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Is being SAD for weeks normal?

What is SAD?

SAD stands for Seasonal Affective Disorder. It is a type of depression that comes and goes in a seasonal pattern. SAD is sometimes known as “winter depression” because the symptoms are usually more apparent and more severe during the winter.

The main cause of SAD is believed to be lack of exposure to sunlight during shorter autumn and winter days. The lack of sunlight disrupts your body’s internal clock and leads to feelings of depression.

Symptoms of SAD

Symptoms of SAD can include:

– Low mood
– Losing interest in activities you normally enjoy
– Feeling sluggish and drained of energy
– Sleeping more than normal
– Finding it hard to get up in the mornings
– Craving carbohydrates and gaining weight
– Difficulty concentrating
– Withdrawing from social situations

The symptoms are similar to general depression but occur in a seasonal pattern. For people with SAD, the symptoms start in the fall every year as the days get shorter. They tend to worsen in the winter months and ease as spring returns.

Who is affected by SAD?

SAD is estimated to affect around 5% of adults in the US. It’s more common in:

– Women
– People living far north or south of the equator
– People between ages 15-55
– People with a family history of depression or SAD

The further you live from the equator, the higher your risk of SAD because winter days are shorter with less sunlight. For example, Alaska has a very high rate of SAD compared to Florida.

Is it normal to feel SAD for weeks?

It can be normal to experience SAD symptoms for weeks or months during the fall and winter if you have seasonal pattern depression. However, there are a few important things to note:


Most people with SAD have symptoms starting in September/October, worsening through November/December, peaking in January/February, and easing in March/April. So SAD usually follows this seasonal time frame.

If your low mood or other symptoms are persisting for many months outside of the expected SAD timeline, that could indicate another type of depression rather than SAD.


SAD ranges from mild to severe. Mild SAD may cause sadness and low energy but doesn’t interfere too much with your work and relationships. Severe SAD prevents you from functioning normally.

If your symptoms are so severe that they’re deeply impacting your daily life for weeks on end, that level of severity may not be normal and you should see your doctor.

Recurring pattern

For most people with SAD, the symptoms follow a consistent seasonal pattern year after year. It’s considered normal if you experience SAD symptoms at around the same time each winter.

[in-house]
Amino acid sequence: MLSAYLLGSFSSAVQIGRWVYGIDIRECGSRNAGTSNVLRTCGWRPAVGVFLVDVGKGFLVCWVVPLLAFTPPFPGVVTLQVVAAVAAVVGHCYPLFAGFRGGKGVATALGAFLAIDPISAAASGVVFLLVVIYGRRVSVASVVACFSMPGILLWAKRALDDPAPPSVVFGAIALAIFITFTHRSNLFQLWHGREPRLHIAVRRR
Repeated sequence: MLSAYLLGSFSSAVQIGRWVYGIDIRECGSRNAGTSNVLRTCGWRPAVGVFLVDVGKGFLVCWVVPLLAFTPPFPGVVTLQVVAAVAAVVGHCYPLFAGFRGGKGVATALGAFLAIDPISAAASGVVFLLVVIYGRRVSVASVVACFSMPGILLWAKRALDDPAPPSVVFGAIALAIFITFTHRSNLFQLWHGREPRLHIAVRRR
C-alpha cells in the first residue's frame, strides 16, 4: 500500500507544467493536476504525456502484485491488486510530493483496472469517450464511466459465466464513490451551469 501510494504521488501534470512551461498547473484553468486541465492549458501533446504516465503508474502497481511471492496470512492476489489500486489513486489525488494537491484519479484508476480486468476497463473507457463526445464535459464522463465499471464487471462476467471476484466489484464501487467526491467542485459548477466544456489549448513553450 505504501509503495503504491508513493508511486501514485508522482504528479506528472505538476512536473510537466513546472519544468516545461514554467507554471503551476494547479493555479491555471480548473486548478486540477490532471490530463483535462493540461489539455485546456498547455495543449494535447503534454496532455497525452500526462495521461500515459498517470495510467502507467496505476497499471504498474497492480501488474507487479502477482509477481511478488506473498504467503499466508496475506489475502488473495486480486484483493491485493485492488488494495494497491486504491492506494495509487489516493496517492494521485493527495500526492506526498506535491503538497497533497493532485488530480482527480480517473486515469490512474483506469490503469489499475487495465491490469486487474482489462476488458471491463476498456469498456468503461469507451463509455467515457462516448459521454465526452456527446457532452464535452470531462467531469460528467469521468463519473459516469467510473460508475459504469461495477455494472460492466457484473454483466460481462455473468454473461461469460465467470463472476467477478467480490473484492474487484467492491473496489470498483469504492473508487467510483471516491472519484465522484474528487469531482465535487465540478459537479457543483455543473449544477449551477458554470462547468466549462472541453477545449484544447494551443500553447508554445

If this is the first time you’ve experienced long-lasting depression symptoms during the fall/winter months, it may not be SAD.

When to seek help

You should make an appointment with your doctor if:

– Your symptoms don’t follow a seasonal pattern and persist for most of the year
– Your symptoms are getting more severe each winter season
– Your symptoms are so severe that your daily functioning is badly impacted
– You struggle with suicidal thoughts

Diagnosing SAD

To diagnose SAD, your doctor will ask about your medical history and symptoms. Tracking your symptoms in a mood journal for at least 2 weeks can help determine if they follow a seasonal pattern.

Your doctor may also do medical tests to rule out other potential causes for your depression.

Treating SAD

Light therapy is usually the first-line treatment for SAD. This involves sitting in front of a light therapy box that emits very bright light to simulate sunlight. Using the light box daily can significantly improve mood.

Other treatment options include:

– Medication – Antidepressants and sometimes other medications can relieve SAD symptoms.
– Talk therapy – Cognitive behavioral therapy (CBT) is effective for SAD.
– Vitamin D – Supplements may improve mood especially if deficient.
– Exercise and eating healthy – Being active and limiting carbs/sugar intake can help.

Tips for coping with SAD

Here are some self-care tips to help you manage SAD symptoms:

Get as much natural light as you can

– Spend time outside during daylight hours even if it’s cloudy
– Open blinds and curtains at home to let in natural light
– Sit near windows at school or work

Exercise regularly

– Aim for 20-30 minutes of aerobic exercise at least 5 days a week
– Walking, jogging, cycling and swimming are great options
– Working out helps relieve depression and boost endorphins

Stick to a sleep schedule

– Keep a consistent bedtime and wake-up time
– Allow yourself to sleep longer during the winter if needed
– But avoid excessive sleeping as it can make you more lethargic

Manage stress

– Do relaxing activities like yoga, meditation, massages
– Practice breathing exercises
– Talk to a therapist or counselor

Socialize and stay busy

– Make plans with friends and family regularly
– Join a support group for depression or SAD
– Volunteer or work on hobbies to keep yourself busy

Month Symptom Severity
September Mild
October Moderate
November Moderate-Severe
December Severe
January Most Severe
February Very Severe
March Moderate-Severe
April Mild-Moderate

This table shows the typical progression of SAD symptoms throughout the fall and winter months for a person with seasonal pattern depression. Symptoms start out mild in September and become more severe through November, December and January. February is usually the peak of symptom severity. Then symptoms start improving in March and April.


It can be normal to feel “down” and have low motivation or energy for weeks at a time during late fall and winter if you have SAD. But severe, long-lasting, or atypical symptoms may indicate another form of depression. See your doctor to get properly diagnosed and treated. Using light therapy, medication, therapy and self-care can help manage SAD.